Cindy is now sole provider at least half of the day on Tuesdays and Wednesdays, and she often works alone when Dr. Apfel is away. Without a medical doctor on-site, AVHC patients that require critical advanced care have no choice but to wait for the ambulance or risk personal transport to Ukiah or the coast. This increases strain on the volunteer Anderson Valley Ambulance Service and significantly degrades the health of the Valley.
Hiring Shannon Spiller as a Physician Assistant improved patient care somewhat. But when the clinic’s long-time RNs (Judy Nelson and Anjes de Ryck) retired last year, AVHC administration appeared not to have prepared to hire replacements, thus leaving the Health Center without a permanent RN for 6 months. This dramatically increased all providers’ workloads as their responsibilities expanded to include filling all medications, storing medication orders, administering medications outside the Medical Assistants’ scope of practice, contacting patients over the phone, triaging incoming patients, and handling a variety of tasks best suited to RNs.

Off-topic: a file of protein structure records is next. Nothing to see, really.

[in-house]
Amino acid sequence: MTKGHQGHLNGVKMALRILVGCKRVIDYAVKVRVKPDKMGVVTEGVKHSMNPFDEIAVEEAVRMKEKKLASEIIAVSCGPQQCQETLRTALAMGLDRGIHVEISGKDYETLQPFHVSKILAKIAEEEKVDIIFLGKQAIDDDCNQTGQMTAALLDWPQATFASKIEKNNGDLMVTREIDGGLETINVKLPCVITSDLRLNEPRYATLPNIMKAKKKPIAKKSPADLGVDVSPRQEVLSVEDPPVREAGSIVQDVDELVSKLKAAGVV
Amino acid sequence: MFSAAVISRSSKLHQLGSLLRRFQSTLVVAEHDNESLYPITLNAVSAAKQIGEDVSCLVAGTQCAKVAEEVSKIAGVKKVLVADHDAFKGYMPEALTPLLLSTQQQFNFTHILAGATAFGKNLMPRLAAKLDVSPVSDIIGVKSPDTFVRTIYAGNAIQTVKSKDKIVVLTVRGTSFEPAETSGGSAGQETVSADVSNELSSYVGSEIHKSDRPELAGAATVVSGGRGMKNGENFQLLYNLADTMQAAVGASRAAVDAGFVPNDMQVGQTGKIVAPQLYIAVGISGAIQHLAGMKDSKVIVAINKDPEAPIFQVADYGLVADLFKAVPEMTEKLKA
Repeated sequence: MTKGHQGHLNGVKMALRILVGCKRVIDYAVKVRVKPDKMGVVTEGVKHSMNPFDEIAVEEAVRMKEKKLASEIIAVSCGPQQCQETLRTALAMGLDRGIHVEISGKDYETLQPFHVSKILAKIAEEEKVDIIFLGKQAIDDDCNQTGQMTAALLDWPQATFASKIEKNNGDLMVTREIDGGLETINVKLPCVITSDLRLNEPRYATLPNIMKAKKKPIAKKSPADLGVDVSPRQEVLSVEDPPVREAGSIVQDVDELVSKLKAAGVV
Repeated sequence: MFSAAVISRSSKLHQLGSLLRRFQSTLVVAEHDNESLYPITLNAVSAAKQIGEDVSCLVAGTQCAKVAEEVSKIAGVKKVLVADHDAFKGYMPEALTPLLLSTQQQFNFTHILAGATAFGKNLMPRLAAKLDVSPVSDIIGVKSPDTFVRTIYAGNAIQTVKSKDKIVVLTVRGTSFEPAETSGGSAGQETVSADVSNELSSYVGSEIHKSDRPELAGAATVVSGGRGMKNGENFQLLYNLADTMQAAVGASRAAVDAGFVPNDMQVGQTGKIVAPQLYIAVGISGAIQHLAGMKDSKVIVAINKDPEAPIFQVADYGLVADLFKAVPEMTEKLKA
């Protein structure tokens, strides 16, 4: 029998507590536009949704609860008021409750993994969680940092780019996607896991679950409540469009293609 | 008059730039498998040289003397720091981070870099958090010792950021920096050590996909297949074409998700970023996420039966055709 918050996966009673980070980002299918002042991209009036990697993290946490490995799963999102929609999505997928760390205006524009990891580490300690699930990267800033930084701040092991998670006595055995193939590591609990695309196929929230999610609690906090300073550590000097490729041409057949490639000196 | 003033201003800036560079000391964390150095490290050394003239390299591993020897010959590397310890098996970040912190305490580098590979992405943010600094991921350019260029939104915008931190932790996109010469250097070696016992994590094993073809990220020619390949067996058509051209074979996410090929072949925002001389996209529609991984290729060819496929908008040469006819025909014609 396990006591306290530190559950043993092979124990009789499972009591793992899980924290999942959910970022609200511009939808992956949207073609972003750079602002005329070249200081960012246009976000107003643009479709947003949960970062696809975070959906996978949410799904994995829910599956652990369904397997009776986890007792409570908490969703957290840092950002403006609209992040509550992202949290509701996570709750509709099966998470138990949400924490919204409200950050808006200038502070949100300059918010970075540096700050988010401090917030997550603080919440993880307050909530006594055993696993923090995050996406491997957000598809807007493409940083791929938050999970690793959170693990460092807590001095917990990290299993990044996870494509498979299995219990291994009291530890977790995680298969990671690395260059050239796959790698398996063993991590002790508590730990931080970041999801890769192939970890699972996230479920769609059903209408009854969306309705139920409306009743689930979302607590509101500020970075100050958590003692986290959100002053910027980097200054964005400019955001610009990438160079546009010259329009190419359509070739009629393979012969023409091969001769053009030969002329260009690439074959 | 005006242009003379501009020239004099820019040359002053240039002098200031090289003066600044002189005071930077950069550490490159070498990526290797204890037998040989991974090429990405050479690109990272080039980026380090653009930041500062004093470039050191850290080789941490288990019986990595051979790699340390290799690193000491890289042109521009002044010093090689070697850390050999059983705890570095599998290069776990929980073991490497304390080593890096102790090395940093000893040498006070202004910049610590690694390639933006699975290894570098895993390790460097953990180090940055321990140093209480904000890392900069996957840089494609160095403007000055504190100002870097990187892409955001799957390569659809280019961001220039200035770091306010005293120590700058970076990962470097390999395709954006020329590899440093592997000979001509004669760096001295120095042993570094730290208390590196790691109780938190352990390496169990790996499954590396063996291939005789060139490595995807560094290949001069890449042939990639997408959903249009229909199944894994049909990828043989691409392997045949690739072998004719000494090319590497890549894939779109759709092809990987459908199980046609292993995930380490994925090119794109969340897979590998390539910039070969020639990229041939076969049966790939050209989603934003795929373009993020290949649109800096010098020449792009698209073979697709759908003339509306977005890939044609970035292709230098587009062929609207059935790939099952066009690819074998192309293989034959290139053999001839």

Combined, these facts indicate that AVHC management is unable to perform one of its crucial functions, namely hiring providers and sufficient support staff.
2. Inadequate communication with community and staff
As Gene Herr’s message to the board earlier this year pointed out, the promises that AVHC management has made to provide articles of incorporation, operating bylaws, financial statements, budgets, board agendas, or board meeting records to the community have gone unfulfilled. The only significant AVHC community outreach to my knowledge are the terse pieces written on behalf of the board printed in the Anderson Valley Advertiser last year, which raised far more questions than they answered.
This lack of communication extends inside AVHC as well. Cindy has had no HR reviews or annual performance reviews since starting at AVHC in 2007, nor is she aware of any extant functional review process. Staff meetings have almost entirely ceased. Management decisions are only discovered well after the fact and often appear not to be based on the recommendations of the full-time staff providing patient care.